Dubai The biggest snag in Opec’s push for a consensus on cutting oil output could come from relentless growth in supply from its second-biggest producer.

Iraq has boosted production by about 6 per cent this year and promises more to come. It resumed pumping crude for export by pipeline from northern fields this month and is expanding capacity to produce at its main deposits in the south. Iraqi output could reach 6 million barrels a day by 2025, according to consultant Wood Mackenzie Ltd.

Saudi Arabia led suppliers to cut production two years ago to curb a glut, then reversed course in June on concerns that US sanctions on Iran could create a shortage. With fears of a scarcity now giving way to worries about oversupply, the Organisation of Petroleum Exporting Countries and allies such as Russia are preparing to discuss more cuts when they meet this week in Vienna. Iraq, which objected to output limits in 2016, may dig in its heels again.

“Iraq has been increasing production, but not to the extent that Saudi Arabia has done. Now the Saudis are seeking a very broad agreement where everyone accepts some cuts,” said Olivier Jakob, managing director at consultant Petromatrix GmbH in Zug, Switzerland. Baghdad would have a hard time joining other producers in trimming output, he said. “Iraq needs the revenue.”

Iraq is still struggling to overcome the legacy of warfare and sanctions, 15 years after a US-led coalition overthrew dictator Saddam Hussein. In its northern region, the nation is also seeking to repair oil pipelines and facilities damaged in the more recent conflict with Islamic State militants. Its citizens continue to endure power outages and inadequate access to clean water.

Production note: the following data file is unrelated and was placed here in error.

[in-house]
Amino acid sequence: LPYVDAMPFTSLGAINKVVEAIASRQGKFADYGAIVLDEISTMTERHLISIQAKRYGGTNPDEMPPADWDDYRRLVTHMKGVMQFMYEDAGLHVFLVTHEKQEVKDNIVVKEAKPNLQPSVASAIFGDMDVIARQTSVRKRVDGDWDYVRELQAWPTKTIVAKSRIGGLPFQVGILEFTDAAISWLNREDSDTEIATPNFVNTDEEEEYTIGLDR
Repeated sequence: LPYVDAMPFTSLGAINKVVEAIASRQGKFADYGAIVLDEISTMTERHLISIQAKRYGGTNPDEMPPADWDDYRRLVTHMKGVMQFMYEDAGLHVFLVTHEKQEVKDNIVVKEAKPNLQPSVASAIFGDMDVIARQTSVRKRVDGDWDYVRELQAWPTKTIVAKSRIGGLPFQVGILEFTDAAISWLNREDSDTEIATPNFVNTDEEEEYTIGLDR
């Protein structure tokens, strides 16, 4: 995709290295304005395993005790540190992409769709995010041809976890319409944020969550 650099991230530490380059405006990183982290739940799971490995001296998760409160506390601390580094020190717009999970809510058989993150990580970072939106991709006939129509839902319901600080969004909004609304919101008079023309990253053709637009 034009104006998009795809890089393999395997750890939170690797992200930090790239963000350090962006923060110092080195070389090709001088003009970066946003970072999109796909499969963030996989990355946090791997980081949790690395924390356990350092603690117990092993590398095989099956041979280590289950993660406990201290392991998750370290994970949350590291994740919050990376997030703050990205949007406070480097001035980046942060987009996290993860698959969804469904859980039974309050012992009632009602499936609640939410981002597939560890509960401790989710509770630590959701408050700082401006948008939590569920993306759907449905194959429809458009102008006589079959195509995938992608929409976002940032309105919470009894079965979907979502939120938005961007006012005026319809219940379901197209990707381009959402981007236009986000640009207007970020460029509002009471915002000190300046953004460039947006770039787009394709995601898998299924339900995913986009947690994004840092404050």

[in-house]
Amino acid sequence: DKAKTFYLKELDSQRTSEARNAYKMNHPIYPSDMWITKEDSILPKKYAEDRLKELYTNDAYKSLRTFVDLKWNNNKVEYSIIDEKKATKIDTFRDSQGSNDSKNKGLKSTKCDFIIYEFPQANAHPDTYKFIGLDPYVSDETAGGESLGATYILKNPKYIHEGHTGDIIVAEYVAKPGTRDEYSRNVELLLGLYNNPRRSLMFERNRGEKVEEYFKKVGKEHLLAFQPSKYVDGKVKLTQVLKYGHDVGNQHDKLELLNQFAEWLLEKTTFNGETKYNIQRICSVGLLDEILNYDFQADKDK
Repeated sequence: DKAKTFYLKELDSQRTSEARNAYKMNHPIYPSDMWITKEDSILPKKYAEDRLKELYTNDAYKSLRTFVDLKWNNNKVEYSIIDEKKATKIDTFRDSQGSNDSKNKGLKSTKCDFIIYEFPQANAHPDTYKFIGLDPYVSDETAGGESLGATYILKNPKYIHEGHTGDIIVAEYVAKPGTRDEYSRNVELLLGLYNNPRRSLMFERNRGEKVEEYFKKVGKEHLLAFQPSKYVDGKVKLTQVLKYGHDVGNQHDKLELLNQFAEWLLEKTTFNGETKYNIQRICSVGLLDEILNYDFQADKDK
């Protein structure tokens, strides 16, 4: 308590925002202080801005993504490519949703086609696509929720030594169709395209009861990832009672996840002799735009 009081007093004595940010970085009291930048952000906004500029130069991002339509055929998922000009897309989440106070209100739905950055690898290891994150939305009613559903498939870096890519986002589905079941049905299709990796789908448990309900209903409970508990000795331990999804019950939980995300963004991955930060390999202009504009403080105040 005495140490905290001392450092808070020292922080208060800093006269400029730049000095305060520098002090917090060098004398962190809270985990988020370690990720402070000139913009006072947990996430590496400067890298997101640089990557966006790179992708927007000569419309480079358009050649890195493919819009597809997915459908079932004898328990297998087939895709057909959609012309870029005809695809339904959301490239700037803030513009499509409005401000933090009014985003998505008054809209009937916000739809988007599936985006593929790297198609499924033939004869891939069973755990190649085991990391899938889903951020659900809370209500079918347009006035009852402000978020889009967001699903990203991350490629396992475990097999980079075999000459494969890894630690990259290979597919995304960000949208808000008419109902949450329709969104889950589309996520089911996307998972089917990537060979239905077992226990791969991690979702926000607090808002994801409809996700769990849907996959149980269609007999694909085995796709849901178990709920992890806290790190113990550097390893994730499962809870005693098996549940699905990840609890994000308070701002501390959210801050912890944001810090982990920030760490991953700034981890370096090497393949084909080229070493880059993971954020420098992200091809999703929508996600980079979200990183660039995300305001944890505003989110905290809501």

Kurdish dispute

To maximise revenue, the government pumped a record 4.69 million barrels a day in October. Exports in August and September reached the highest levels since 2016 on robust production in the south, even as a pay dispute with the semi-autonomous Kurdish region curtailed shipments from the north.

“Iraq will probably say the right things regarding the Opec meeting, about constraining or reducing output or even just ‘expressing support’ for new output cuts,” said Michael Barry, director of research at consultant FGE in London. Then, after a period, Iraq “will likely keep raising output quietly,” he said.

FGE estimates that Iraq could pump as much as 4.7 million barrels a day next year — depending on what Opec and other producers decide at their Dec. 6 meeting — compared with about 4.5 million in November.

Iraq will work with Opec and other partners to stabilise oil markets and isn’t concerned about further declines in crude prices, Fayyad Al-Nima, deputy oil minister for refining affairs, said on November 21.

US pressure

Saudi Arabia, Opec’s largest producer, is confident the group and its allies can reach a resolution to stabilise the oil market at their meeting this week, the kingdom’s Energy Minister Khalid Al Falih said on Wednesday. Saudi Arabia is pumping as much as 11.2 million barrels a day, though it has said it supports a drop in output and has pledged to reduce monthly exports by 500,000 barrels a day in December.

The US, which is been pumping shale oil at a record rate, has been leaning on Iraq to resume production at northern fields around the city of Kirkuk and to resolve its oil-revenue disputes with the Kurdish administration.

Iraq resumed pumping crude this month on a test basis through a Kurdish-controlled pipeline to Turkey, according to an oil ministry spokesman. Iraq’s state oil marketer received about 600,000 barrels of crude at storage tanks it uses in Turkey, according to agents at the port of Ceyhan where the tanks are located.

Like Iraq, Opec members Libya and Nigeria are trying to restore production after years of internal conflict. They’ve been exempt from the group’s cuts agreement and are unlikely to welcome a decision to include them in any new cuts, Petromatrix’s Jakob said.

Al Falih visited Nigeria last week and Baghdad earlier in November. “He’s been visiting the countries that need convincing” of the need to cut, Jakob said.